Think of the car that you drive every day. What is the heart of the car? Most folks would say the engine. But in order for the car to work as a whole, you need other bits and pieces surrounding it, like the wheels, body, seats etc.

    We can think of the encryption algorithm as the ???¡é?¡é?????¡­?¡°engine???¡é?¡é???????? that runs the whole thing, and the ???¡é?¡é?????¡­?¡°whole thing???¡é?¡é???????? as being the entire car.

    So what are the other ???¡é?¡é?????¡­?¡°things???¡é?¡é???????? that the method would include ? Well, back to WEP???¡é?¡é???????|..

    After all of WEP???¡é?¡é?????¡é???¡és weaknesses were shown, a degree of panic ensued. People started to say ???¡é?¡é?????¡­?¡°We need to get a stronger method of security in place???¡é?¡é???????|. What about this AES thingy ????¡é?¡é????????. Well, there were a couple of problems. In order to try and keep costs down, 802.11 wireless cards had been manufactured with the barest amount of memory and the most minimal ???¡é?¡é?????¡­?¡°power???¡é?¡é???????? of microprocessor to utilize WEP. AES required much more powerful processing capabilities and more memory. That would imply a physical hardware swap-out, and that would mean money, inconvenience etc.

    Was there an interim solution ? Well, industry, the IEEE and the Wi-Fi Alliance got together and put together a very, very clever interim solution known as TKIP [ part of a ???¡é?¡é?????¡­?¡°total???¡é?¡é???????? solution called 802.11i ].

    The Wi-Fi alliance folks marketed this as WPA [ Wi-Fi Protected Access ]. The idea was that this would act as an interim solution until a more powerful security system within 802.11i could come into play [ with a method called CCMP , based on the AES method ].

    This TKIP system would only require a firmware upgrade in most cases. The method still had at it???¡é?¡é?????¡é???¡és core, the RC4 algorithm that WEP used, but the TKIP method added some other things [ the wheels, seats etc ]. What were these other things ?

    Well, one problem with WEP was that ???¡é?¡é?????¡­?¡°replay attacks???¡é?¡é???????? could occur, whereby a hacker could capture ???¡é?¡é?????¡­?¡°true???¡é?¡é???????? frames and replay them later. TKIP helped get around that by introducing a sequence counter which kept track of the number and sequence of frames sent [ in a similar manner to HDLC, but more powerful ].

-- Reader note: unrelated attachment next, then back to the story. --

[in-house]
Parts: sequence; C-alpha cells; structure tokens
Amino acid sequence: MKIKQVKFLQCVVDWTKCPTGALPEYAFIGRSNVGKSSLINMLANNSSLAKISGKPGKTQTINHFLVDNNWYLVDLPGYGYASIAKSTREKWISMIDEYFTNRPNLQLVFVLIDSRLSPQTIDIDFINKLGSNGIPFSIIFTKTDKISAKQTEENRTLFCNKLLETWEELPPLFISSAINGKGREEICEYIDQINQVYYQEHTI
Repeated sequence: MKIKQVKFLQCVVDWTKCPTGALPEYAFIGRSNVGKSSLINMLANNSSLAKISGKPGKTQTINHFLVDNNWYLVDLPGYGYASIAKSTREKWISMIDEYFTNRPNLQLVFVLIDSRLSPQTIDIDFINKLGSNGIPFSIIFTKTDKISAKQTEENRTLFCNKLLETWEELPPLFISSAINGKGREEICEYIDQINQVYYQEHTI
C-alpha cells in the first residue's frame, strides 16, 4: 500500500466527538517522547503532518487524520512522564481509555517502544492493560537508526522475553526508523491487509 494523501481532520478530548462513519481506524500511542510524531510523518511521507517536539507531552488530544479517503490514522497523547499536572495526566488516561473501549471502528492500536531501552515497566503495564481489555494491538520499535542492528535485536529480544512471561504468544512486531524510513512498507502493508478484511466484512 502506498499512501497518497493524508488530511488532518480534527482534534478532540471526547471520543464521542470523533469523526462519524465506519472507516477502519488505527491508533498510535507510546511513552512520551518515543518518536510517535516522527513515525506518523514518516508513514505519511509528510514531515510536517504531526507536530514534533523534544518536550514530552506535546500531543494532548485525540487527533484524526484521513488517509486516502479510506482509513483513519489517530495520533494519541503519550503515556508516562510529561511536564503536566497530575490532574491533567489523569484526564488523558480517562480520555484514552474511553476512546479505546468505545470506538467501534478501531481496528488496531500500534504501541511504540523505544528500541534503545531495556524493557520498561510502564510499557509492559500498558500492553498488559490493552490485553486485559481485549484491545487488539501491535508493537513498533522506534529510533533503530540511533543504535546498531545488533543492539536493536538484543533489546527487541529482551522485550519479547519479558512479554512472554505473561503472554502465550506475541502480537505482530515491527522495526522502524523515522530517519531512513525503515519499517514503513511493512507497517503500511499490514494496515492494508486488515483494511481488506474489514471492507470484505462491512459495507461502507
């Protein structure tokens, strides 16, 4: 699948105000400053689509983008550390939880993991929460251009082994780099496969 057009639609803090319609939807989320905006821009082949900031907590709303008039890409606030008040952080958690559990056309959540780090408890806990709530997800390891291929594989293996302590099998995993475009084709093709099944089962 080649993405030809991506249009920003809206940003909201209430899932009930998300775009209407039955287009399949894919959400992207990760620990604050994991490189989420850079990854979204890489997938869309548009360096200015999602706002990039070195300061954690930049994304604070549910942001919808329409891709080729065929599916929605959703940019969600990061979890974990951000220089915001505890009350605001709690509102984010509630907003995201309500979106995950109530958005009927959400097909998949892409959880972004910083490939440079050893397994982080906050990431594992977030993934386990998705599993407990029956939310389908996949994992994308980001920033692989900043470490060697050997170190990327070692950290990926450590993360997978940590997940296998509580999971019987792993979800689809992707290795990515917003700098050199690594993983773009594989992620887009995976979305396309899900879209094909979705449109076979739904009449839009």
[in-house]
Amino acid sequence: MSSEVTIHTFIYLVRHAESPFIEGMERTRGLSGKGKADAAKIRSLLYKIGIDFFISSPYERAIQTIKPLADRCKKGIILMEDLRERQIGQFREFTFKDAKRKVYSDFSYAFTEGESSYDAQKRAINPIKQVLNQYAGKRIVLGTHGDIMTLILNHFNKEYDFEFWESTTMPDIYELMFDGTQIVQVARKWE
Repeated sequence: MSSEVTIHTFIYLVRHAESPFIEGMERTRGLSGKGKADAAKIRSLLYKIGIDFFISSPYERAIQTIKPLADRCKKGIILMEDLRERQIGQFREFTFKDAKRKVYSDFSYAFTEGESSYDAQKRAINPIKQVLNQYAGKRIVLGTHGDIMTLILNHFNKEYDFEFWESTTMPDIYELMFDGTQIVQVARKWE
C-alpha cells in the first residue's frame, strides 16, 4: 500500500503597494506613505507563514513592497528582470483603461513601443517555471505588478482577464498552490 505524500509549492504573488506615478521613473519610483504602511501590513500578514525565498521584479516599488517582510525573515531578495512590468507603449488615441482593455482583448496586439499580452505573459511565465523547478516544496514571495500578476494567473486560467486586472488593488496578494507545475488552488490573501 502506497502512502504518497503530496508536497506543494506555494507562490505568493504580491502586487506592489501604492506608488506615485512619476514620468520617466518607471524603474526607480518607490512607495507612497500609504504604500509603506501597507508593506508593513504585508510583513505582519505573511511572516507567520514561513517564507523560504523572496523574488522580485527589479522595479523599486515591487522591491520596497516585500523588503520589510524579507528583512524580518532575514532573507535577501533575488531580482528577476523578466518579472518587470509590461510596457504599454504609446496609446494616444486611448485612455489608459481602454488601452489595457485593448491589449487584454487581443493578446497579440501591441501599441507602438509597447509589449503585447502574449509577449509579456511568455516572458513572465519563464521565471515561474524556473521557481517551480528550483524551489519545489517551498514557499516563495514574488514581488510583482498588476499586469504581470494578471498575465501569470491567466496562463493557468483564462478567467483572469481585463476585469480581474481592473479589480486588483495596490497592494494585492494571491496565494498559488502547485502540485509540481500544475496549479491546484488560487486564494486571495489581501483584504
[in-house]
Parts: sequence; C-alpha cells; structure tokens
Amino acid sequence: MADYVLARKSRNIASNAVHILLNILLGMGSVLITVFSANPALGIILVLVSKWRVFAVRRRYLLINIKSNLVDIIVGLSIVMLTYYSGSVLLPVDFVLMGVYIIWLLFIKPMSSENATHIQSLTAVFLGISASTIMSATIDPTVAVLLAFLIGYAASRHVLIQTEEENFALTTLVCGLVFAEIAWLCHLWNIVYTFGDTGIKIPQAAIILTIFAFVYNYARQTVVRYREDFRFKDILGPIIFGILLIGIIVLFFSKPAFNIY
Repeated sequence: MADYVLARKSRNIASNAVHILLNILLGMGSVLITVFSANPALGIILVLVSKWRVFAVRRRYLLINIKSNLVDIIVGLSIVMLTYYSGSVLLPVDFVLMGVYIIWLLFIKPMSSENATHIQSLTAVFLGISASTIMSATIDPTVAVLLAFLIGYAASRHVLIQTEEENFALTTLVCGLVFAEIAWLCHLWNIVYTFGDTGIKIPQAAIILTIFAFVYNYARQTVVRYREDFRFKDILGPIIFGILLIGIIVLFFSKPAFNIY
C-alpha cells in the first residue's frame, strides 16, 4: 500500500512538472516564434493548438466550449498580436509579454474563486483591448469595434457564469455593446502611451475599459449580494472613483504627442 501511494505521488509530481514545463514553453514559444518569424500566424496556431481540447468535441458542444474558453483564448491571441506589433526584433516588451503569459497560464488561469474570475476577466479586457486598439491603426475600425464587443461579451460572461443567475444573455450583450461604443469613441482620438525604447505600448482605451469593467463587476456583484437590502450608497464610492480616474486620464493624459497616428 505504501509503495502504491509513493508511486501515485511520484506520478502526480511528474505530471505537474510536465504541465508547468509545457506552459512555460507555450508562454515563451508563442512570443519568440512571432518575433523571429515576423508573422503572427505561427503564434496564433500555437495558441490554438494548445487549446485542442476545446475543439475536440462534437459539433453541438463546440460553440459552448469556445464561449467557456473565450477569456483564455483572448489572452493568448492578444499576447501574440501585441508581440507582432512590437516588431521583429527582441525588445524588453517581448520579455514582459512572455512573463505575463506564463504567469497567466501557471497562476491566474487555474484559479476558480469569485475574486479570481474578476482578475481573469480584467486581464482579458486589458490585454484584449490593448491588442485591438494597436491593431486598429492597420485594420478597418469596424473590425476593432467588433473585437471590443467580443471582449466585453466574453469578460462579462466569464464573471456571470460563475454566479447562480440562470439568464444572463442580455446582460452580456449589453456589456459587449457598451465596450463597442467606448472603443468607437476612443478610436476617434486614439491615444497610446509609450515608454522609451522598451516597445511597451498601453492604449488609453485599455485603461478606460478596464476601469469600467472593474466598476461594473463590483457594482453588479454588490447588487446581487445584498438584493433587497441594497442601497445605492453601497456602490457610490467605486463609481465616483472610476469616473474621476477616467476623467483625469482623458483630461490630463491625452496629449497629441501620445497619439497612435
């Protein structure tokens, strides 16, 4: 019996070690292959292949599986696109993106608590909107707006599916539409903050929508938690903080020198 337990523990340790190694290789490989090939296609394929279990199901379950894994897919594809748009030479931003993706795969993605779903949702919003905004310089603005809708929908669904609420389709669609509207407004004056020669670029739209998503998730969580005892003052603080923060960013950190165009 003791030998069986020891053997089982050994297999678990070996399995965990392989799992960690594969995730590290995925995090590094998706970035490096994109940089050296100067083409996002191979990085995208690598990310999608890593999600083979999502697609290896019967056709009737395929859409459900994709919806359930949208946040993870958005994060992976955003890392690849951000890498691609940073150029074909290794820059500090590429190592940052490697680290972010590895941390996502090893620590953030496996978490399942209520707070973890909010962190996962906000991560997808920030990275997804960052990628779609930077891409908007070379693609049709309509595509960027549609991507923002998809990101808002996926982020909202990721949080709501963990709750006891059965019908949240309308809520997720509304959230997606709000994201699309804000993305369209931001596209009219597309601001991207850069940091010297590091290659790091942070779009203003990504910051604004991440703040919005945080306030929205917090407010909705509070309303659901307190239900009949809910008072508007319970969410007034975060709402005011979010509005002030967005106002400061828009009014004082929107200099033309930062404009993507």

With WEP, the same old key was used for every frame. If you sent data that had been repeated for example, hackers could deduce valuable information from this. TKIP uses a unique key for each frame by means of a clever process called ???¡é?¡é?????¡­?¡°key mixing???¡é?¡é????????.

    It is possible for an intruder to ???¡é?¡é?????¡­?¡°capture???¡é?¡é???????? frames and alter them and then re-transmit them to the receiver, pretending to be the original true transmitter. WEP uses a very primitive method to alert the receiver that tampering may have taken place. TKIP uses a clever Message Integrity Check [ MIC ] using an algorithm called Michael. Due to processor limitations [ remember TKIP was meant as an interim solution ] MIC could not stand a determined, sustained attack, so it introduced countermeasures that would basically shut everything down and start off again with fresh keys.

    In summary:

    An encyption METHOD uses an encryption ALGORITHM at it???¡é?¡é?????¡é???¡és heart [ an algorithm is a step by step procedure for resolving a mathematical problem in a fixed number of steps ]. Hence, the good old ???¡é?¡é?????¡­?¡°wired???¡é?¡é???????? algorithms of RC4 etc still appear in the wireless world.

    TKIP was designed as an interim firmware upgrade solution to some WEP downfalls whilst waiting for hardware upgrades [ hopefully ] for more powerful AES based CCMP solutions.